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My honourable Lord,

I HAVE acquainted his majesty with your lordship's letter, who liketh well of the judges' opinion you sent unto him, and hath pricked the sheriff of Buckinghamshire in the roll you sent, which I return signed unto your lordship.

His majesty takes very well the pains you have taken in sending to Sir Lionel Cranfield; and desireth you to send to him again, and to quicken him in the business.

Your Lordship's faithful friend and servant,


His majesty liketh well the course taken about his household, wherewith he would have your lordship, and the rest of his council, to go forward.

Newmarket, the 17th of November, 1617.


My lord of Buckingham shewing his majesty's approbation of the courses held touching the household..


(a) Harl. MSS. Vol. 7006.

My honourable Lord,

UNDERSTANDING, that Thomas Hukeley, a merchant of London, of whom I have heard a good report, intendeth to bring before your lordship in chancery a cause depending between him, in right of his wife, daughter of William Austen, and one John Horsmendon, who married another daughter of the said Austen; I have thought fit to desire your lordship to give the said Thomas Hukeley a favourable hear

(b) Ibid.

ing when his cause shall come before you; and so far to respect him for my sake, as your lordship shall see him grounded upon equity and reason; which is no more than, I assure myself, your lordship will grant readily, as it is desired by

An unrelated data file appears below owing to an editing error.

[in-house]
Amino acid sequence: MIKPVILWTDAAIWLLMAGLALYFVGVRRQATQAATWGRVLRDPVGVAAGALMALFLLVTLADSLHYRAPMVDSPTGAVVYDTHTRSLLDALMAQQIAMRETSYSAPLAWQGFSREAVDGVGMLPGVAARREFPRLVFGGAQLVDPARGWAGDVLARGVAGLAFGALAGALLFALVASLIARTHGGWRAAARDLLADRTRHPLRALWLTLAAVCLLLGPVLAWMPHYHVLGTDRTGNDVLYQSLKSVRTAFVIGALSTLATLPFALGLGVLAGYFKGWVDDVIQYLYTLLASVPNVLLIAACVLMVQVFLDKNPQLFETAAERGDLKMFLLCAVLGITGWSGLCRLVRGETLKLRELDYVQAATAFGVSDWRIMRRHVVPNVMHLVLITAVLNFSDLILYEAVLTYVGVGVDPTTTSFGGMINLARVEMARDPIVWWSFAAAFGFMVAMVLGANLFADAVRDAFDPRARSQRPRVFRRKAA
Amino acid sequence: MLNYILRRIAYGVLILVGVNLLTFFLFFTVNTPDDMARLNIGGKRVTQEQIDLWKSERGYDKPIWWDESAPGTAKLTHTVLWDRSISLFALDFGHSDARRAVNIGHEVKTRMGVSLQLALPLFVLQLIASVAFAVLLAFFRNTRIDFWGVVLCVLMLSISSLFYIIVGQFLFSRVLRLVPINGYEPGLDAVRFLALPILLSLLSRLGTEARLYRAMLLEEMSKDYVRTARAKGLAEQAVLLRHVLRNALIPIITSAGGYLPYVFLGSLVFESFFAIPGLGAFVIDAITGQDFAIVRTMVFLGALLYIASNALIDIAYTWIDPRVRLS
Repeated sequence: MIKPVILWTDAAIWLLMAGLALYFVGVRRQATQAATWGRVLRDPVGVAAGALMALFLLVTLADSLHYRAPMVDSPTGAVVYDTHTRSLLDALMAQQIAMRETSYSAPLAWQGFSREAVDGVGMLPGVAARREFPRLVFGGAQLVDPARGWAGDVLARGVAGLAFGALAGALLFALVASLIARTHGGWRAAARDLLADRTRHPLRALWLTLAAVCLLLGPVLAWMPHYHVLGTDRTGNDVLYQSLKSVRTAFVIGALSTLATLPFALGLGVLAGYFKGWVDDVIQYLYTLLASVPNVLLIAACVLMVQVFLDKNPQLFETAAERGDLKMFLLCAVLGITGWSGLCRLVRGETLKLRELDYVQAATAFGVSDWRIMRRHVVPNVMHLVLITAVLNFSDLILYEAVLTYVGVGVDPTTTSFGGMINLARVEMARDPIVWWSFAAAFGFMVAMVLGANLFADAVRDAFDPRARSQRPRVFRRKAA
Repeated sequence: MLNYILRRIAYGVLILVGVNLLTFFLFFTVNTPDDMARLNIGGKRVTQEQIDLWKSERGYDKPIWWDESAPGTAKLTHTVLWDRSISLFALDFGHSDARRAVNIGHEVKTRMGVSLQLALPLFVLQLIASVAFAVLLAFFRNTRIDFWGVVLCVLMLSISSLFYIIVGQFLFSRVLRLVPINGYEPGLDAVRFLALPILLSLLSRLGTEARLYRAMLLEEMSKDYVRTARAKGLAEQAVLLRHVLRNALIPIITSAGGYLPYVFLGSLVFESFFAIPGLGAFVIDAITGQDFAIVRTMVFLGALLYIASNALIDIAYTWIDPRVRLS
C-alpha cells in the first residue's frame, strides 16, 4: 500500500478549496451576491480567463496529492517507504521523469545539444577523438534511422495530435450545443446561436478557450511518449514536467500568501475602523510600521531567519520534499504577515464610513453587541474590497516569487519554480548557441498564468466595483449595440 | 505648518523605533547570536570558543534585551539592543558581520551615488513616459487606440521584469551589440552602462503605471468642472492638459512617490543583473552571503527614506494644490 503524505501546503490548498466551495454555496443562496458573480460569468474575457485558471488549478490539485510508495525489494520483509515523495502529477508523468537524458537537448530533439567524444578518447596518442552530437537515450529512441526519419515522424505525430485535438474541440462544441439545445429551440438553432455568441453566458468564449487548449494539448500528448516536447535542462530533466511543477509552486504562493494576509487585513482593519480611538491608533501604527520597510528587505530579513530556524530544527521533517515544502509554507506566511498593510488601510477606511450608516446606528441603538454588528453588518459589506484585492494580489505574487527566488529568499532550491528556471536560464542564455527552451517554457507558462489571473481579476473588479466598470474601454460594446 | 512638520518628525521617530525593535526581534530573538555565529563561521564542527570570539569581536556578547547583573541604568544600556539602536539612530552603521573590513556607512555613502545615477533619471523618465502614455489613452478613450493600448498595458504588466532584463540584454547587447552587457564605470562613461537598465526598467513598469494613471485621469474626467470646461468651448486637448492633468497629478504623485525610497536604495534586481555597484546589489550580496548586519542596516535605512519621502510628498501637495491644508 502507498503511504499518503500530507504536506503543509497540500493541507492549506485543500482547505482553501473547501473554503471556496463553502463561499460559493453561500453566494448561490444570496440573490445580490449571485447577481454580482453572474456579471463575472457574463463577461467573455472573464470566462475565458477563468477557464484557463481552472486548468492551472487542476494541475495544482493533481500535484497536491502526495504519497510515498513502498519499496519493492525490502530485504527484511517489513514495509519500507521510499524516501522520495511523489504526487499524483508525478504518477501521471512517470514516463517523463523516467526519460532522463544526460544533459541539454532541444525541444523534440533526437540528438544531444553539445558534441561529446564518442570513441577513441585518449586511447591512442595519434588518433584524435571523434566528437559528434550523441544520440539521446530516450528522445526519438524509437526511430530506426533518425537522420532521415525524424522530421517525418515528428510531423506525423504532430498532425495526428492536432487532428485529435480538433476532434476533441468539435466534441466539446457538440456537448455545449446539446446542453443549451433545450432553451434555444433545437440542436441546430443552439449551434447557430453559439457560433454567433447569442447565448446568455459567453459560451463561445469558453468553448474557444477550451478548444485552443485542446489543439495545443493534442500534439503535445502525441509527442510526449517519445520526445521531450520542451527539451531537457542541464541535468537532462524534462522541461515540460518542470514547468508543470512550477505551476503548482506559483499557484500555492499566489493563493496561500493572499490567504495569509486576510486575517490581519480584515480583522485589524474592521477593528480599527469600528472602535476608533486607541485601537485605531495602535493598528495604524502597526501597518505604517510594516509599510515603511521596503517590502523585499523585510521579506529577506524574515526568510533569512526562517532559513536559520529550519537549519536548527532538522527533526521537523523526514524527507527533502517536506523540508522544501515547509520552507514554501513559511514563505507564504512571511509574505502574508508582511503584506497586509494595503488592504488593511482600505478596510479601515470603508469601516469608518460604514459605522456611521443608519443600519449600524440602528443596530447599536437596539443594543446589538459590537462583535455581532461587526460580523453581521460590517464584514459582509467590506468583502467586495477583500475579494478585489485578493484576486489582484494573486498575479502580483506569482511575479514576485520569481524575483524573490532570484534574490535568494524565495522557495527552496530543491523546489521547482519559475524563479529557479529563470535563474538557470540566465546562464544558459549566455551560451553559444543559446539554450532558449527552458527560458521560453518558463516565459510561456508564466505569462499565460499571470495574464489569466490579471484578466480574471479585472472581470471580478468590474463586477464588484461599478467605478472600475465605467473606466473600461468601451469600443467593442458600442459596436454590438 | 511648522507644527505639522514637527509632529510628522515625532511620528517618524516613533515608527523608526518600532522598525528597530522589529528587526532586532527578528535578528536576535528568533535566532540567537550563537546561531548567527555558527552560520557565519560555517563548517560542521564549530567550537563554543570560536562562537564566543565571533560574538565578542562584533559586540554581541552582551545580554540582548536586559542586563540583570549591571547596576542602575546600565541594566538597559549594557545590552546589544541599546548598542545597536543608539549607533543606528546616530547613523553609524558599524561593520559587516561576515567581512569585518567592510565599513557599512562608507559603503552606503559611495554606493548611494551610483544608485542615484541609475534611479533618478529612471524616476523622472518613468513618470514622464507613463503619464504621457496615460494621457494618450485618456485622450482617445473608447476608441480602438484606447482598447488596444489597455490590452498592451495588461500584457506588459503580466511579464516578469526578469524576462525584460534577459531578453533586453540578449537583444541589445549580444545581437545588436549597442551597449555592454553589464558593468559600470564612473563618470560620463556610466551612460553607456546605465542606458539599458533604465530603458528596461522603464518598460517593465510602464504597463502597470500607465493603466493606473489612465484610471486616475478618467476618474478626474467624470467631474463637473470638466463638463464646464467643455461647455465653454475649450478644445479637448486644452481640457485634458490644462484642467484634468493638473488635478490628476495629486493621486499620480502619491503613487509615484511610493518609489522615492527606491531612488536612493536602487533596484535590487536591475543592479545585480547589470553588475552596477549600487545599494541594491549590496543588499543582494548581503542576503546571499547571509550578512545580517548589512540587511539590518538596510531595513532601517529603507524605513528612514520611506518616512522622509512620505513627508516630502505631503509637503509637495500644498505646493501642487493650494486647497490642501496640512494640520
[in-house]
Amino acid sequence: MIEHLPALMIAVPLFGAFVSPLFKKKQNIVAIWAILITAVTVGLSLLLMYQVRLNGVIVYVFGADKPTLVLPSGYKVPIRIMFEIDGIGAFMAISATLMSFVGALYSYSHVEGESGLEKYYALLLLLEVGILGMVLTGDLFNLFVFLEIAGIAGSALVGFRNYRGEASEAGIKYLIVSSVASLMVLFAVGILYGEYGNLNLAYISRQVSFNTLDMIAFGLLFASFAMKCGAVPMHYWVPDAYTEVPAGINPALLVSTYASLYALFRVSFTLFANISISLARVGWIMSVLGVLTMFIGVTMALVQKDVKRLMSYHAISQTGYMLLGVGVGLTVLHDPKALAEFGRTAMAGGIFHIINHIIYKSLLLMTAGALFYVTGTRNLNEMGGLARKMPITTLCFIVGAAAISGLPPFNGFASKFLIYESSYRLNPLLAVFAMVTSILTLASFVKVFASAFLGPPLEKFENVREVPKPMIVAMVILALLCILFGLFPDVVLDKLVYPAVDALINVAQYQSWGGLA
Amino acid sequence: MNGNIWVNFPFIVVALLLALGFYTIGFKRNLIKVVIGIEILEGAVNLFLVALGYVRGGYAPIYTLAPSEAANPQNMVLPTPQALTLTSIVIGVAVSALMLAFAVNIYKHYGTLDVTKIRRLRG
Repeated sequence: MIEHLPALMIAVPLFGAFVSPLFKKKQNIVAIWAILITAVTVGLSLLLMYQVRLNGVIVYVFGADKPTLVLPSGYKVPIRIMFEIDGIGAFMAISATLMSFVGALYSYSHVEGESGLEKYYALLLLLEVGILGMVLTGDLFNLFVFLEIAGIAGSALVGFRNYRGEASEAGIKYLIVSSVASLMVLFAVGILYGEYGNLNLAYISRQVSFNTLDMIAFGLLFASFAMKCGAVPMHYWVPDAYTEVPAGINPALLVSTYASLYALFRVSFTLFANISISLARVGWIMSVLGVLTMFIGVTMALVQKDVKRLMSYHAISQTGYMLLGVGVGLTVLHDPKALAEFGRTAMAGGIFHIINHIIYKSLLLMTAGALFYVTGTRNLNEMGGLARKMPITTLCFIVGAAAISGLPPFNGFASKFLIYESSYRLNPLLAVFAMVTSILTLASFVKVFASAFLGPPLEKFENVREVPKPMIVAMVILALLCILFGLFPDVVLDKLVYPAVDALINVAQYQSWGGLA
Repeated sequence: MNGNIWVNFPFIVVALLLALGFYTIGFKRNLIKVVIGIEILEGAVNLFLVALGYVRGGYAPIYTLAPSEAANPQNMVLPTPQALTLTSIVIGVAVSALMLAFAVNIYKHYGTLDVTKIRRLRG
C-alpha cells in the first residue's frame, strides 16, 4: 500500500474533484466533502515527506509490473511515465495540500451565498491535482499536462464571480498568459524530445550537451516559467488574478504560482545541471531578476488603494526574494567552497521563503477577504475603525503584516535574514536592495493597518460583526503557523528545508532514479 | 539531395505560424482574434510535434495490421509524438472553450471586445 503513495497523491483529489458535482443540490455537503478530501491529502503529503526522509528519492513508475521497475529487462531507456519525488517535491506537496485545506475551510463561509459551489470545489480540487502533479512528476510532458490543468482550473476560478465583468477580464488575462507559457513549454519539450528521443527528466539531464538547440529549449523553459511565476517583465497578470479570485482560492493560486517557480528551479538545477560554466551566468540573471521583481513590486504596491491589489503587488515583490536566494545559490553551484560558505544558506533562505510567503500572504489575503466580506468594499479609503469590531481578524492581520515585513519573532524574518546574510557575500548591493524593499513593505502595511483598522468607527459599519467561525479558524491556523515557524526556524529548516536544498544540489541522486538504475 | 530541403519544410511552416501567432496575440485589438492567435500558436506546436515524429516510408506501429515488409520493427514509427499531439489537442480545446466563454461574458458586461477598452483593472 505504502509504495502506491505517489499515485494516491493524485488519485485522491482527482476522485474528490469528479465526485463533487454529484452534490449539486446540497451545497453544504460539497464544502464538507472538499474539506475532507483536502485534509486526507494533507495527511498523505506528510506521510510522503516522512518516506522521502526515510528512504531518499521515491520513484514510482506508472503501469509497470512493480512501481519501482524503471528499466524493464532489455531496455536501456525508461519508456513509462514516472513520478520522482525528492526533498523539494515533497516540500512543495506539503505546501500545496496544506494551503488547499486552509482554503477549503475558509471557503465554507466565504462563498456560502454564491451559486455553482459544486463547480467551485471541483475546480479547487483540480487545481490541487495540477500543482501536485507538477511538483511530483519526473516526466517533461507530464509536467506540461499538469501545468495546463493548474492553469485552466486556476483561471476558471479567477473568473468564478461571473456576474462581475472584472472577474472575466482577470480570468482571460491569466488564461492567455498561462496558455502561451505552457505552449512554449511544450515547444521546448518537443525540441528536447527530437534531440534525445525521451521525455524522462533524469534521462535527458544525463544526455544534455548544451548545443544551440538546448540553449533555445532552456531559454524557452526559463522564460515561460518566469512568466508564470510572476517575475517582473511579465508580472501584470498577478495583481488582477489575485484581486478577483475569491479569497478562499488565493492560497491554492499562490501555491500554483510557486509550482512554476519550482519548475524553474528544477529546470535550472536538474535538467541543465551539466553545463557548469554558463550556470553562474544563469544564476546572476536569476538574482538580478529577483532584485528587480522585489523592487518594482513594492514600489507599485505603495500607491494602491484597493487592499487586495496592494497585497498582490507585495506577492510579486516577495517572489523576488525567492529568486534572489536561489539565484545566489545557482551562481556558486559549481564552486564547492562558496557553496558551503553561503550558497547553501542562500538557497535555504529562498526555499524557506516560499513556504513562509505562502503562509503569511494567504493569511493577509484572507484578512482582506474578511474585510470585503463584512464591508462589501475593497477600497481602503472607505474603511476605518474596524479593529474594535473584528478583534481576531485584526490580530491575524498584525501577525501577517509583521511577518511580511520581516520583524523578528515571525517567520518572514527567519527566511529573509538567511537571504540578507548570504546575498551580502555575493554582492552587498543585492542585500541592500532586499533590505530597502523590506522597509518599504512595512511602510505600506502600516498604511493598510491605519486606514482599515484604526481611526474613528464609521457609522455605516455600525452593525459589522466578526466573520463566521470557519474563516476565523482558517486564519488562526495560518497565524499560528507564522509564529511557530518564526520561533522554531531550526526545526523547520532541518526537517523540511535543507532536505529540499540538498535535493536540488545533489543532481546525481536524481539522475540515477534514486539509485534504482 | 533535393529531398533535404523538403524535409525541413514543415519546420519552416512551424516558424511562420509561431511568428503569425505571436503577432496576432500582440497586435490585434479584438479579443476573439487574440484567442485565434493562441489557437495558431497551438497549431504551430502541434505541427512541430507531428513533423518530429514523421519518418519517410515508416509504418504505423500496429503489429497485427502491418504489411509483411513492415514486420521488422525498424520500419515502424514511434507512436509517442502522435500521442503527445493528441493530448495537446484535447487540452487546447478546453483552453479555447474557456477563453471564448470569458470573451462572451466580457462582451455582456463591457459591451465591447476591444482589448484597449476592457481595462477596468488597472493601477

Your Lordship's faithful friend and servant, Indorsed, November 17, 1617.


My very good Lord,

THE last letter of my lord's, whereof the conclusion indeed is a little blunt, as the king calleth it, was concluded in my absence, which hath been but once since I came to this town; and brought me by the clerk of the council, as I sat in chancery. Whereupon I retired to a little closet I have there, and signed it, not thinking fit to sever.

For my opinion, I dispatched it the morrow following. And till Sir Lionel Cranfield (b) be able to execute his part in the sub-commission, it will, in my opinion, not be so fit to direct it. He crept to me yesternight, but he is not well. I did his majesty's message to him touching the tobacco; and he said he would give his majesty very real and solid satisfaction touching the same.

This is all for the present I shall trouble your lordship withal, resting ever

Your Lordship's true friend and devoted servant, November 20, 1617.


(a) In answer to his lordship's letter from Newmarket, November 19, 1617, printed in lord Bacon's work.

(b) He was originally a merchant in the city of London, introduced to the king's knowledge by the earl of Northampton, and into his service by the earl of Buckingham, being the great projector for reforming the king's household, advancing the customs, and other services; for which he was made lord treasurer, baron Cranfield, and earl of Middlesex; but being accused by the House of Commons for misdemeanors in his office, he had a severe sentence passed upon him by the lords, in 1624.


My honourable Lord,

His majesty liketh very well of the draught your lordship sent of the letter for the sub-commission, and hath signed it, as it was, without any alteration, and sent it to the lords. Which is all I have to write at this time, but that I ever rest

Your Lordship's faithful friend and servant, Newmarket, the 2d of Decemb. 1617. G. BUCKINGHAM.


My honourable Lord,

His majesty hath been pleased to refer a petition of one Sir Thomas Blackstones to your lordship, who being brother-in-law to a gentleman, whom I much respect, Sir Henry Constable, I have, at his request, yielded to recommend his business so far to your lordship's favour, as you shall find his case to deserve compassion, and may stand with the rules of equity. And so I rest